- Pre-paid funerals: can be a good option, particularly if no chance you’ll move interstate before you die and the company is reputable. Read the fine print. Many companies will let you pay by instalments.
- High-interest savings account: Opening a joint-bank account in your name, and the name of a family member can be a really simple and effective way to pay for your funeral for three reasons:
- First, you can put in a small payment every fortnight, depending on what is affordable to you at any one time
- Second, your family member can access those funds as soon as they are needed for your funeral, unlike insurance payments that can take time to be released
- Third, there is no risk that your payments will be lost if you miss a few payments, or even completely stop making payments. Your money is safe, and will continue to accrue interest.
- Funeral bonds: an investment product that accrues interest.
- Super: If you have super, when you die your super fund will pay out your super balance and any associated life insurance to your family. This money can be used to pay for a funeral, but it could take a long time for it to be paid out. However, if your family pays your funeral it can then be reimbursed once probate is granted. Talk to your super fund to see what approach it takes.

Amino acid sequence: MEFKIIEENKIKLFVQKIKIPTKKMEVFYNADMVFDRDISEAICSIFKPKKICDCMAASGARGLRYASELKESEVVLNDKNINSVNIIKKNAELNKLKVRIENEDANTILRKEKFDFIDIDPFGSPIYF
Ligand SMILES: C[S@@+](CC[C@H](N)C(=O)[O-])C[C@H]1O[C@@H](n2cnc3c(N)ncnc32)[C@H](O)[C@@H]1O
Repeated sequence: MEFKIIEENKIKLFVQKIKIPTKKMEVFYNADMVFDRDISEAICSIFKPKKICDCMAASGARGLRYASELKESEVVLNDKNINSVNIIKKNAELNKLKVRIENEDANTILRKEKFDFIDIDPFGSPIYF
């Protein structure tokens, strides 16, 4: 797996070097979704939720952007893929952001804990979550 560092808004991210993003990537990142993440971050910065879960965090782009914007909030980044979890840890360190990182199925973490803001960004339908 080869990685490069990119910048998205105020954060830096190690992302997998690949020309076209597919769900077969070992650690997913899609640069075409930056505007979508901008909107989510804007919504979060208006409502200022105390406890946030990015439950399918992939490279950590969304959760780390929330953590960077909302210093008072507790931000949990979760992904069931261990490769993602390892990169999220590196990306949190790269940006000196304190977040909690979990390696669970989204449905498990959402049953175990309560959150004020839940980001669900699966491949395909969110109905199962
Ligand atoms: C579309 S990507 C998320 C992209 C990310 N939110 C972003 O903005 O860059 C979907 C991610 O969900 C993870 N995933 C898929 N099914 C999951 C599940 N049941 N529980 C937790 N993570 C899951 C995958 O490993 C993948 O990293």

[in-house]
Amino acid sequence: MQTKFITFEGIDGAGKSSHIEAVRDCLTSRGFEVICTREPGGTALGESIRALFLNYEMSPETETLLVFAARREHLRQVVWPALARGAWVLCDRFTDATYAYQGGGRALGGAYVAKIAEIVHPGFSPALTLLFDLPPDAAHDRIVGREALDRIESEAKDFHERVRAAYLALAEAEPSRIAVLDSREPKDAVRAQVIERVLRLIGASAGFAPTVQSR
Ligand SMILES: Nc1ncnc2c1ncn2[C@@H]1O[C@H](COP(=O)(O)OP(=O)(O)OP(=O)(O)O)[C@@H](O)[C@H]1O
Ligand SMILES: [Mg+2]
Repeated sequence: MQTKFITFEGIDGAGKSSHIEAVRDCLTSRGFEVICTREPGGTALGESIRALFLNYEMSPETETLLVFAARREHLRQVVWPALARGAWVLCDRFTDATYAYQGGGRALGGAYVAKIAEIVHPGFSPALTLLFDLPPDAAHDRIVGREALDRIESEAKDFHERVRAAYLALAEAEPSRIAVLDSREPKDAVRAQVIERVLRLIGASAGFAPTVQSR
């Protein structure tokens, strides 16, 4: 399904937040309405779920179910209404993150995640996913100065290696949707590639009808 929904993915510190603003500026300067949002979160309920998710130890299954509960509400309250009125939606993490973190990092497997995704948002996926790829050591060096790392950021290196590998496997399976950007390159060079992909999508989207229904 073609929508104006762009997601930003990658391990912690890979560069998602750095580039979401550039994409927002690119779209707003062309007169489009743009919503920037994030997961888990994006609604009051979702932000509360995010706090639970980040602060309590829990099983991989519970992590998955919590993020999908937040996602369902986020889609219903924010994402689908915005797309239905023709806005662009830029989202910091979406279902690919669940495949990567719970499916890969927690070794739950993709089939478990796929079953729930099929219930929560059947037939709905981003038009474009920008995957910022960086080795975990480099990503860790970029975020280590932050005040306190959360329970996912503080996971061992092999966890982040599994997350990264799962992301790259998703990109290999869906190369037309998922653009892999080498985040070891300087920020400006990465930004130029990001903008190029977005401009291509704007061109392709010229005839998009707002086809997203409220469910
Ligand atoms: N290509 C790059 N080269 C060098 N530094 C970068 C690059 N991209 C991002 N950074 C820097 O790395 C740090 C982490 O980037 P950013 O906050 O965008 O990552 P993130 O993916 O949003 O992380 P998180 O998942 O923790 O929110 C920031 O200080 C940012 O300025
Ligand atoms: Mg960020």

- Getting Super released early: In some circumstances (like if you have a terminal illness) you may be able to get hold of your super early to cover funeral expenses. You may also be able to get your super early to pay funeral expenses of a dependent. Go to the Department of Human Services webpage on early release of superannuation or see getting super early for more details.
- If you are a Veteran: You may be entitled to funeral payments from the Department of Veterans’ Affairs (DVA), your trade union, or your state or territory government. See the publication DVA: What to do when someone dies 13 32 54 (1800 555 254 for regional callers).
- If your family is on Centrelink: A bereavement payment may be available through the Department of Human Services. See their webpage on what to do following a death or call 13 23 00 (1800 810 586 for TTY service).
In Summary: Take Care! Unless you die within 5 – 10 years of taking out the policy this is unlikely to be the best product for you. If you are on the pension or your expenses increase, there is a very high probability that you will have to cancel the policy before you die because you’ll be unable to afford the premiums. If you are on a higher income and can afford the premiums there’s almost certainly a better product out there.
If you already have funeral insurance
Our Insurance Law Service can talk to you about getting your premiums back on 1300 663 464. We are a free service. You can lodge a dispute with the Australian Financial Complaints Authority (AFCA).
Need more assistance? Read our Getting-help fact sheet.
Last updated: October 2018.